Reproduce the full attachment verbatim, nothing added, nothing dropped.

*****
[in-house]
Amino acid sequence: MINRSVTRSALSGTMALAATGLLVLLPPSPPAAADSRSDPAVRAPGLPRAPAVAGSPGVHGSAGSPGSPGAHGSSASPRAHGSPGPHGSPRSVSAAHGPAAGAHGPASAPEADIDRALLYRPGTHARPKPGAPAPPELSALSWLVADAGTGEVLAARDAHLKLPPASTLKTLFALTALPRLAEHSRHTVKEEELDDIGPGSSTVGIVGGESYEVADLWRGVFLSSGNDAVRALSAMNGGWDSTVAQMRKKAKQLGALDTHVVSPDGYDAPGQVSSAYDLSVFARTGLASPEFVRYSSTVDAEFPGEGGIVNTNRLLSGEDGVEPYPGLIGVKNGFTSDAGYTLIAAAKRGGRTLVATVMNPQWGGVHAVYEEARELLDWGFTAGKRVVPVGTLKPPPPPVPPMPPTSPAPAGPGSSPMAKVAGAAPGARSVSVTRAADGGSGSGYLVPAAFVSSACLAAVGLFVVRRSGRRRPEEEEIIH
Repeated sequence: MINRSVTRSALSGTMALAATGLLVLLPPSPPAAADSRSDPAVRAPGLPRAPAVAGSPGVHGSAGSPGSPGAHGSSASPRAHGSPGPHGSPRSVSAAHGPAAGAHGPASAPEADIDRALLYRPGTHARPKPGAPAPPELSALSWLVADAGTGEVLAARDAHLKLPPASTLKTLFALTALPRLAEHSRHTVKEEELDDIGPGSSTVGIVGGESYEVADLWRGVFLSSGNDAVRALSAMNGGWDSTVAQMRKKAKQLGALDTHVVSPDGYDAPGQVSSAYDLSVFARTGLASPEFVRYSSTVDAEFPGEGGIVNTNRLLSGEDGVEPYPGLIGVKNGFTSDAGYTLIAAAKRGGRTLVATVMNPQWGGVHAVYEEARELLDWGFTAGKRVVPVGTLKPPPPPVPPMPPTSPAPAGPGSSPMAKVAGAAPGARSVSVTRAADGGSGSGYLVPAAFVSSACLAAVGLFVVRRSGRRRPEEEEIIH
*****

[in-house]
Amino acid sequence: MINRSVTRSALSGTMALAATGLLVLLPPSPPAAADSRSDPAVRAPGLPRAPAVAGSPGVHGSAGSPGSPGAHGSSASPRAHGSPGPHGSPRSVSAAHGPAAGAHGPASAPEADIDRALLYRPGTHARPKPGAPAPPELSALSWLVADAGTGEVLAARDAHLKLPPASTLKTLFALTALPRLAEHSRHTVKEEELDDIGPGSSTVGIVGGESYEVADLWRGVFLSSGNDAVRALSAMNGGWDSTVAQMRKKAKQLGALDTHVVSPDGYDAPGQVSSAYDLSVFARTGLASPEFVRYSSTVDAEFPGEGGIVNTNRLLSGEDGVEPYPGLIGVKNGFTSDAGYTLIAAAKRGGRTLVATVMNPQWGGVHAVYEEARELLDWGFTAGKRVVPVGTLKPPPPPVPPMPPTSPAPAGPGSSPMAKVAGAAPGARSVSVTRAADGGSGSGYLVPAAFVSSACLAAVGLFVVRRSGRRRPEEEEIIH
Repeated sequence: MINRSVTRSALSGTMALAATGLLVLLPPSPPAAADSRSDPAVRAPGLPRAPAVAGSPGVHGSAGSPGSPGAHGSSASPRAHGSPGPHGSPRSVSAAHGPAAGAHGPASAPEADIDRALLYRPGTHARPKPGAPAPPELSALSWLVADAGTGEVLAARDAHLKLPPASTLKTLFALTALPRLAEHSRHTVKEEELDDIGPGSSTVGIVGGESYEVADLWRGVFLSSGNDAVRALSAMNGGWDSTVAQMRKKAKQLGALDTHVVSPDGYDAPGQVSSAYDLSVFARTGLASPEFVRYSSTVDAEFPGEGGIVNTNRLLSGEDGVEPYPGLIGVKNGFTSDAGYTLIAAAKRGGRTLVATVMNPQWGGVHAVYEEARELLDWGFTAGKRVVPVGTLKPPPPPVPPMPPTSPAPAGPGSSPMAKVAGAAPGARSVSVTRAADGGSGSGYLVPAAFVSSACLAAVGLFVVRRSGRRRPEEEEIIH